The convenient lie that helps many Israelis and their friends avoid facing the truth

There’s a common deceit that individuals and groups of people have employed throughout history as a way of avoiding accepting responsibility for their own actions. Here’s how it works and it’s amazingly simple:

If you do things that offend others, you can ignore their complaints by insisting that their grievance is based, not on what you have done, but on who you are.

By claiming that you are a victim of animosity based on your identity, you instantly become blameless.

Following Benjamin Netanyahu’s absurd claim that a Palestinian inspired the Holocaust, Jay Michaelson writes: comments like Netanyahu’s are made all the time on the Israeli Right. They’re meant for domestic consumption, to inspire the nationalist base. The Arabs hate us, anti-Zionism is just anti-Semitism, and most importantly, the Intifada is about Jew-hatred, not resistance to the occupation.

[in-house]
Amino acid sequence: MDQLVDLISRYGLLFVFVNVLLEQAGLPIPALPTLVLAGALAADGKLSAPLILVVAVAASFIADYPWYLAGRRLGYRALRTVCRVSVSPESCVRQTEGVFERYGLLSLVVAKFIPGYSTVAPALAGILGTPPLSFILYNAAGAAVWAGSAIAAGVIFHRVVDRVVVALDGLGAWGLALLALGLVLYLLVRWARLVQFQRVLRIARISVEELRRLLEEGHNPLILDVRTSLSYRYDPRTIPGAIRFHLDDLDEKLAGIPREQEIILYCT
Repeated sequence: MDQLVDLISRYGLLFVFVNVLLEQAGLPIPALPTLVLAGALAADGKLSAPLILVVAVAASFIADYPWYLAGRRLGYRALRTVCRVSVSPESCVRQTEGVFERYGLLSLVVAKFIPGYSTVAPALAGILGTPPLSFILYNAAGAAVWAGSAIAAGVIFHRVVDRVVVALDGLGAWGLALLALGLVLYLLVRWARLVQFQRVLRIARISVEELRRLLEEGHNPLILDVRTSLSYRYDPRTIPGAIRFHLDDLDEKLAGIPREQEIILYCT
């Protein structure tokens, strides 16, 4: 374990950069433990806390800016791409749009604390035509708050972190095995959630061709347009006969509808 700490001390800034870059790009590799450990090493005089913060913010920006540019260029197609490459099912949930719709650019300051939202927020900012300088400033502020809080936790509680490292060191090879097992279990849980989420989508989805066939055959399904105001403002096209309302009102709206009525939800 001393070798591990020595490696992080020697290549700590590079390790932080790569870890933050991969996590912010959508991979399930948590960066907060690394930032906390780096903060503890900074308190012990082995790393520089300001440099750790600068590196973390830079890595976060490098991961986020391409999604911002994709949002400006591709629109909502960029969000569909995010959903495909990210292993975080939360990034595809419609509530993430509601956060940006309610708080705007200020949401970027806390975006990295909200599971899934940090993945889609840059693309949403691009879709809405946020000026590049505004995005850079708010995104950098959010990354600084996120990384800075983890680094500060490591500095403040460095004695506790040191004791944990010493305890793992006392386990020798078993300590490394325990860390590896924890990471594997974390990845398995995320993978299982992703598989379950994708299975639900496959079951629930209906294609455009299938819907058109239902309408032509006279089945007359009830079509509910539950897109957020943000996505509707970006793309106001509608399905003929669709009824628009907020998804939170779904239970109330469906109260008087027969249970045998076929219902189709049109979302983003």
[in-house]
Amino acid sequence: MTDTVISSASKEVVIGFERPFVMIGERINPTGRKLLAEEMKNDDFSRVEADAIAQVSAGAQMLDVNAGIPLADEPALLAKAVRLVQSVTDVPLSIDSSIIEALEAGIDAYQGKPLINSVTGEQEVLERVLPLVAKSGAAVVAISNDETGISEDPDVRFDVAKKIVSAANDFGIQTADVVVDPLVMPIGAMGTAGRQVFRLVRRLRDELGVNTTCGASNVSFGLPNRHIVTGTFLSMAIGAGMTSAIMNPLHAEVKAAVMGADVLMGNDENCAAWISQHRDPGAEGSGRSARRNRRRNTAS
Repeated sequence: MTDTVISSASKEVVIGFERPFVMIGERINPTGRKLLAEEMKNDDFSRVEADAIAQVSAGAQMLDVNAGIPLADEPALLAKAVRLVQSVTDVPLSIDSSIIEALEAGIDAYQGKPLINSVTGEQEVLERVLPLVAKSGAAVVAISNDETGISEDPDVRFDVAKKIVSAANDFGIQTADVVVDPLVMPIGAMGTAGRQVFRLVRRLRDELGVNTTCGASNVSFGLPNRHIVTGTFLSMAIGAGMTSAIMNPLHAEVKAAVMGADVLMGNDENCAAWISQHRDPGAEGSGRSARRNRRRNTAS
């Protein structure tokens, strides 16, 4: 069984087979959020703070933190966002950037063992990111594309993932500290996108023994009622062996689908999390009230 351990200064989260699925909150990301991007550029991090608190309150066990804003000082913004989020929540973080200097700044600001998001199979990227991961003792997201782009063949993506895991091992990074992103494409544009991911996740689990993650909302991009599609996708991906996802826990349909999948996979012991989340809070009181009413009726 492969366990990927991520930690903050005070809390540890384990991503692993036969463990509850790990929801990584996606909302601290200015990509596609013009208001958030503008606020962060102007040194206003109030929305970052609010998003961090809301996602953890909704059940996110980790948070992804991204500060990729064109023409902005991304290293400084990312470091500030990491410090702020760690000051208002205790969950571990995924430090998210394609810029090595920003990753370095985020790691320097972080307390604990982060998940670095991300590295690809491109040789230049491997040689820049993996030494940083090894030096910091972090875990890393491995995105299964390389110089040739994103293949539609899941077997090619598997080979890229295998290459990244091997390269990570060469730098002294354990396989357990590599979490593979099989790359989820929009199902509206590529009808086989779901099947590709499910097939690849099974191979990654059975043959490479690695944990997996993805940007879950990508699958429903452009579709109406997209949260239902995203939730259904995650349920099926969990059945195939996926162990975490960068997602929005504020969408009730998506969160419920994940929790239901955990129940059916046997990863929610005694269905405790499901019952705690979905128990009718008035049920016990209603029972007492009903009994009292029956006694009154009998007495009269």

Such claims may seem controversial to outsiders. But they are all catnip to the American and Israeli Right, and to most of Netanyahu’s audience at the World Zionist Congress. (The congress was established by the founder of modern Zionism, Theodor Herzl, in 1897. Nowadays it is mostly ceremonial, but millions of philanthropic dollars are at stake.)

These claims are central to the ultra-nationalist narrative. Palestinian violence isn’t resistance—it’s bigotry. Thus, peace is not the answer, because it won’t eradicate the Jew-hatred. Only Jewish strength is the answer. (Of course, blaming Palestinian violence on anti-Semitism also stokes deep Jewish fears, and collective trauma about the Holocaust.)

This was the ideology of Ze’ev Jabotinsky, the founder of revisionist Zionism (and the fan of Jewish fascism) as well as Netanyahu’s own father. Force is all the Arabs understand, because they hate Jews and will keep hating Jews no matter what. [Continue reading…]

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